Sermon text: John 21: 1-19
In the movie Forrest Gump, which, can you believe is 28 years old now, there’s a scene where Forrest is returning to the docks on his shrimping trawler and he sees Lieutenant Dan. Lieutenant Dan waves. Then Forrest waves. And then he keeps waving as he jumps of the boat and swims over to Lieutenant Dan. Do you remember that scene? And then the boat goes crashing into the docks. That was the first thing I thought of when I read the gospel for this week as Peter jumps into the water to swim to Jesus.
But my next thought was this: Why are Peter and the gang back on the Sea of Galilee fishing? They have seen the Risen Lord. They know that about the Resurrection. Jesus had breathed on them the Holy Spirit. And they were still his disciples. Why are they on the waters, failing to catch fish?
So I tried to put myself in the disciples’ sandals. I tried to look at life through their eyes after Easter. They know that Jesus is Risen, but what would they do with that information? How do you make sense of life when you have seen death defeated?
More practically, what do you do with your life? The disciples have seen Jesus on this side of Easter, but it doesn’t seem like Jesus stuck around. Jesus keeps popping up at random moments with his disciples. In Jerusalem behind locked doors. And now in Galilee on the shore. What do you do with your life when the person you’ve followed for the last three years is no longer leading you around all the time?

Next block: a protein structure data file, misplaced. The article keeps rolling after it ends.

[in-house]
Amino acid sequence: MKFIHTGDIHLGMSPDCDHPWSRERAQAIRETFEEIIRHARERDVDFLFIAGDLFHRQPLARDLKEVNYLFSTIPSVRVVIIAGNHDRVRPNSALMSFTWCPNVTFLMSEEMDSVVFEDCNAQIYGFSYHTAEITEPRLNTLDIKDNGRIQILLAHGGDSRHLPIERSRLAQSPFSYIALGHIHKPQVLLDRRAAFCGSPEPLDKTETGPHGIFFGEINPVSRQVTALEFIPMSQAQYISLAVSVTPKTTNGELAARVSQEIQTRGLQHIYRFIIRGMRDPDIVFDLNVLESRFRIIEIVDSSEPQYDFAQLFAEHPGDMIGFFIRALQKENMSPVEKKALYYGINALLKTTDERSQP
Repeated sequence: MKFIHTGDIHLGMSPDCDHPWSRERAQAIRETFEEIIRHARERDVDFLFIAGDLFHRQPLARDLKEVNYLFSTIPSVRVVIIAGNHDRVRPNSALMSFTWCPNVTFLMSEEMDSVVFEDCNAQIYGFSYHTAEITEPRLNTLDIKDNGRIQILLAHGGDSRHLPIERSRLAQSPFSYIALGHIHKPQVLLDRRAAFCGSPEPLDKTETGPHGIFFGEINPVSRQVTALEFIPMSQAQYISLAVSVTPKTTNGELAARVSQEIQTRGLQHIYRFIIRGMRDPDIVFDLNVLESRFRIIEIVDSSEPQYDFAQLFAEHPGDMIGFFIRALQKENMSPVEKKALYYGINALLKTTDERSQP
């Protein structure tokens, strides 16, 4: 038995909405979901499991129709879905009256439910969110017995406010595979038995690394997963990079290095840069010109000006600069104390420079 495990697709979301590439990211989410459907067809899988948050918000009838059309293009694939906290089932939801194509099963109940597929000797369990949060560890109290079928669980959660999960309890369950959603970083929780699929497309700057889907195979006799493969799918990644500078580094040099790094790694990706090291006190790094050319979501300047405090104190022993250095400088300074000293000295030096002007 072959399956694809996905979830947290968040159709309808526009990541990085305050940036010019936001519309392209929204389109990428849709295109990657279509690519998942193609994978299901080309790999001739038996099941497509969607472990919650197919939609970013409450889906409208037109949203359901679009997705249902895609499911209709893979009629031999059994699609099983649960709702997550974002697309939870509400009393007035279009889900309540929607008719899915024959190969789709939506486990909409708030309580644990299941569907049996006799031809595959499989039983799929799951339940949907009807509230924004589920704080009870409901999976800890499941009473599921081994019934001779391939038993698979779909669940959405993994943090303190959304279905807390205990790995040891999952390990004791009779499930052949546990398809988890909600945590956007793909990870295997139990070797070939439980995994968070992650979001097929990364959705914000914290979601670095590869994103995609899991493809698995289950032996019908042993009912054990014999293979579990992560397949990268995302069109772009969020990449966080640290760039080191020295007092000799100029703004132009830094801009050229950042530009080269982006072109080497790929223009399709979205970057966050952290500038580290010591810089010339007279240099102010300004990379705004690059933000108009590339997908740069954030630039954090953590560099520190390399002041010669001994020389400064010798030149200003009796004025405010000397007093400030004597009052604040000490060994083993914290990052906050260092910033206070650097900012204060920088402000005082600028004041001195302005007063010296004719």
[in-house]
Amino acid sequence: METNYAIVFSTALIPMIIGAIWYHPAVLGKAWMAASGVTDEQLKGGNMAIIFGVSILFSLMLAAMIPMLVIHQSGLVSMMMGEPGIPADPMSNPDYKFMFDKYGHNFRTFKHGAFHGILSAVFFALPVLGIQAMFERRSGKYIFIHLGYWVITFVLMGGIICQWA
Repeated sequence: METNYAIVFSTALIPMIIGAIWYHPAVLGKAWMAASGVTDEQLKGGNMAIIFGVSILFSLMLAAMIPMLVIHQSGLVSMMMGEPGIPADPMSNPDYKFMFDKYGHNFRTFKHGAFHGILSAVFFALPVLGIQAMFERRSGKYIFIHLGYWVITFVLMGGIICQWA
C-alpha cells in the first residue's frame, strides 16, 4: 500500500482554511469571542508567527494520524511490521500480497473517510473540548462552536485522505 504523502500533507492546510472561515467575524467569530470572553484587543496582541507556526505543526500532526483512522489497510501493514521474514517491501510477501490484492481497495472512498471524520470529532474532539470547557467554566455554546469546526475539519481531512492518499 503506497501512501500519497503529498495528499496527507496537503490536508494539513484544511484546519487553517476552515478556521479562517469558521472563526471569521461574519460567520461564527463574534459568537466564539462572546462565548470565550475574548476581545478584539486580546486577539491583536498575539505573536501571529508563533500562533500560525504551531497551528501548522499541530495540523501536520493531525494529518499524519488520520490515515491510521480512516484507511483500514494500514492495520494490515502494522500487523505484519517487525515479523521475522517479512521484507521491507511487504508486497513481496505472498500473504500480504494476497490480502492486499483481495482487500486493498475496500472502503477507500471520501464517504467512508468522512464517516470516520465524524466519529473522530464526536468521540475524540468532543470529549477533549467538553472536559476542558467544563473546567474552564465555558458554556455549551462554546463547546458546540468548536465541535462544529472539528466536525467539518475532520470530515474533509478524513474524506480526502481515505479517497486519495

Easter changes the rules of the universe. It’s a lot to ponder now, but I bet the original disciples had a much harder time making sense of all of it and applying it to their lives. You wonder if they thought life would be easier had Jesus just remained dead in the tomb. So it seems like Peter and all these other disciples went back to what they knew best. They went back to fishing.
And I wonder, during this hiatus, when the disciples were collecting their thoughts, in this time between Easter and their continued ministry in Christ’s name, did the disciples feel like they had a sense of belonging and a sense of purpose? Are they like Lieutenant Dan, searching for a place in the world?
Modern psychologists tell us that everyone needs these two things: a sense of belonging and a sense of purpose.
I think we all know what it means to have a sense of belonging. We all need to feel accepted by a larger group in order to have a stable identity and a sense of self. While our culture regularly tells us that identity is an individual affair, that we can carve out an identity by ourselves, it turns out that the gift of identity is given to us by those around us, as we see ourselves through the eyes of those closest to us.
And to be clear, identity is different than fitting in. In fact, it’s the exact opposite. Fitting in is changing yourself to be acceptable to the group, whereas belonging is being found acceptable by your group, just as you are. We all need to belong.